My flash photography teacher explains a “snapshot” as a photo that has meaning to you, but in the given context, would not have much meaning for other viewers. Well, whatever you want to call it, I found myself musing about what the modern digital snapshot is.
In my mother’s closet is a large shoe box. Maybe now there’s two, I haven’t been in their snooping for Christmas presents in a while. Inside are neatly stacked lines of photos, held together in her OC- organized grip, but quivering to rebel into a Dionysus mosh pit. They are photos of me in my Halloween costume. My brother with one of his many Tae Kwon Doe trophies. My step father’s 38th birthday cake. Me posing with my attempt at baking the “World’s Largest Cookie”. There are photos of cats doing “cute stuff”, the new car we’d just bought, that day the garden looked great, shots from dinners out, us posed together with the relatives when they came to visit from up north, even shots of my friends and I being 14, sticking our tounges out where half our faces are blurry or cut off.
Occasionally I flip through those photos, pausing at many of them.
“Oh, I remember that lamp. My brother broke it.”
“Wow, I can’t believe I used to dress like that!”
“Awh, lookit how tiny Lucky used to be!”
And that’s all it takes to start a long conversation. You run a finger across Lucky’s fur like you can almost feel it’s softness through the emulsion. For some reason, you put the paper to your nose and sniff it. It smells like history. It was once part of that time. Even if you can’t- and shouldn’t- hold on to that moment, you feel like you almost can, holding it there in your hand, grasping it like you are grasping time itself.
We took our rolls to Walgreen’s or Albertson’s or Eckerd’s and unless we refused the prints, we were stuck with what we had shot on a roll of 24 or 36 exposures. We could throw the prints away or mail them off in letters but the photos were born, tangible examples of the sort of permanence that knows no on-camera delete button. Those photos that didn’t come out the way I wanted, that I sneered at because the cute guy I was trying to shoot came out blurry, or because I looked fat, or because the photo just didn’t capture the scene the way I had seen it in real life, came to have a new meaning of reminding. The mundane slips away unnoticed, until one day you are much older and in a pondering mood. Then you think to yourself:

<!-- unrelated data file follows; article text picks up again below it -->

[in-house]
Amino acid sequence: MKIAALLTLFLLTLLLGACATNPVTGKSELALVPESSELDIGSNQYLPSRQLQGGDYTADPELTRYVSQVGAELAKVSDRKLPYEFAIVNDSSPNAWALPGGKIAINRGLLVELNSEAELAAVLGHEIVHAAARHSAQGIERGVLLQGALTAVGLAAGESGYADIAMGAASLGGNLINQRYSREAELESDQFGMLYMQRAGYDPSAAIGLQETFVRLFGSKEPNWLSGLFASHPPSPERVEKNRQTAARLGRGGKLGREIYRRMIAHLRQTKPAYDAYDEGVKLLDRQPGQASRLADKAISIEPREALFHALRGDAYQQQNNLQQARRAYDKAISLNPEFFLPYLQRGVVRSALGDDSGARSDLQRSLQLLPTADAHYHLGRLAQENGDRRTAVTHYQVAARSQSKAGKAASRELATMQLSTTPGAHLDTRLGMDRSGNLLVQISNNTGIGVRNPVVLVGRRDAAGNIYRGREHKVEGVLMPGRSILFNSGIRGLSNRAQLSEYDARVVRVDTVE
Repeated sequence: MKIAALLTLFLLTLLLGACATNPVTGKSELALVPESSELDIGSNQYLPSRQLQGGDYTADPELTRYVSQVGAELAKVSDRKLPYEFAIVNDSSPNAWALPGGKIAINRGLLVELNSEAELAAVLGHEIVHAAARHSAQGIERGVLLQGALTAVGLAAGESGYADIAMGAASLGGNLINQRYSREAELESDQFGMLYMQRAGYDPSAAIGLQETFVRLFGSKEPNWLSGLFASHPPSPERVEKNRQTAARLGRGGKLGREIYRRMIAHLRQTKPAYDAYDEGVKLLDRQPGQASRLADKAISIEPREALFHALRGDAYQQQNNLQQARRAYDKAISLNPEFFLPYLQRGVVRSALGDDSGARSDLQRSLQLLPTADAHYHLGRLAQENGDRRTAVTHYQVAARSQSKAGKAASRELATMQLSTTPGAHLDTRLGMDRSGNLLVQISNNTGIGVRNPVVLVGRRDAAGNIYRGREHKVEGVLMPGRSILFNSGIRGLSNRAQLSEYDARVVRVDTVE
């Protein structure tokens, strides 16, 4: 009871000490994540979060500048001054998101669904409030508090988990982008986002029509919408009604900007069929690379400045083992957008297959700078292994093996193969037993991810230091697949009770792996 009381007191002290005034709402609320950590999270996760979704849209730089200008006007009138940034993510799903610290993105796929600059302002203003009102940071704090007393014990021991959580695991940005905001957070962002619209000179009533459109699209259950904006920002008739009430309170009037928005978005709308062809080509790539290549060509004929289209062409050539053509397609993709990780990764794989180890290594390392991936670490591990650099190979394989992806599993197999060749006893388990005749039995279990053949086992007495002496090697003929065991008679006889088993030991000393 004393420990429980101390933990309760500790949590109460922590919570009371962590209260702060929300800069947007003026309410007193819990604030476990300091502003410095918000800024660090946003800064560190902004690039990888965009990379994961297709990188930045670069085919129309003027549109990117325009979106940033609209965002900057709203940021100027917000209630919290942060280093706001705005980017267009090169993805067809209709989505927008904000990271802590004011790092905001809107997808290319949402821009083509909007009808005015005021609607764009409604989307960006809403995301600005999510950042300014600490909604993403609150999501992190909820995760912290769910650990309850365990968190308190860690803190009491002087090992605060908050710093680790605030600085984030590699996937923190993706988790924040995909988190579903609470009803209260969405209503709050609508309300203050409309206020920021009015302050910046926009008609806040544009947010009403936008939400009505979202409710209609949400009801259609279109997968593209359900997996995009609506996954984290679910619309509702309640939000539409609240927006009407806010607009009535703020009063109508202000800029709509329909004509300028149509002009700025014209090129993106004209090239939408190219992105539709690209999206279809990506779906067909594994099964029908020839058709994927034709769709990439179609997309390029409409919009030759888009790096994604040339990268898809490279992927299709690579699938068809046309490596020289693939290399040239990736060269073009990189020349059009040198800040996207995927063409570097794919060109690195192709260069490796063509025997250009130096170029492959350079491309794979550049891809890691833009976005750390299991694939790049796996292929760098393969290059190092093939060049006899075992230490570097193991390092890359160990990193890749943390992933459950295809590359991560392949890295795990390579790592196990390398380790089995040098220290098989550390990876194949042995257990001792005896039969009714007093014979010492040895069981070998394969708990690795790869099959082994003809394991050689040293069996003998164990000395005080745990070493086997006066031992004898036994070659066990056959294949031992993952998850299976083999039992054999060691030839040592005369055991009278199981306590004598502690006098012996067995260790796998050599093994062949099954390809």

“Whatever happened to that Tshirt?”
“What color were the car seats in my father’s MG?”
“How big were the rose bushes when we first moved in?”
What will that shoebox of photos look like in years to come? Will it be a simple collection of CD sleeves, thumb drives and data cards? After you have dug through the stack of plastic to find that back up disc, can the experience of computer viewing ever match the tactile sensation of sorting through the old shoe box? In so many ways, the cruel glass of the monitor separates us from our photos, giving us no room for touching them, smelling them, experiencing them. And what of those half blurry, less desirable shots? In so many ways it seems that the very form of the photos betrays who we were and who we have become as much as the subject matter. Will they survive the snap judgment of the LCD screen preview, or will they be cast away into the void of digital deletion? In other words, have we evolved beyond the need for happy accidents?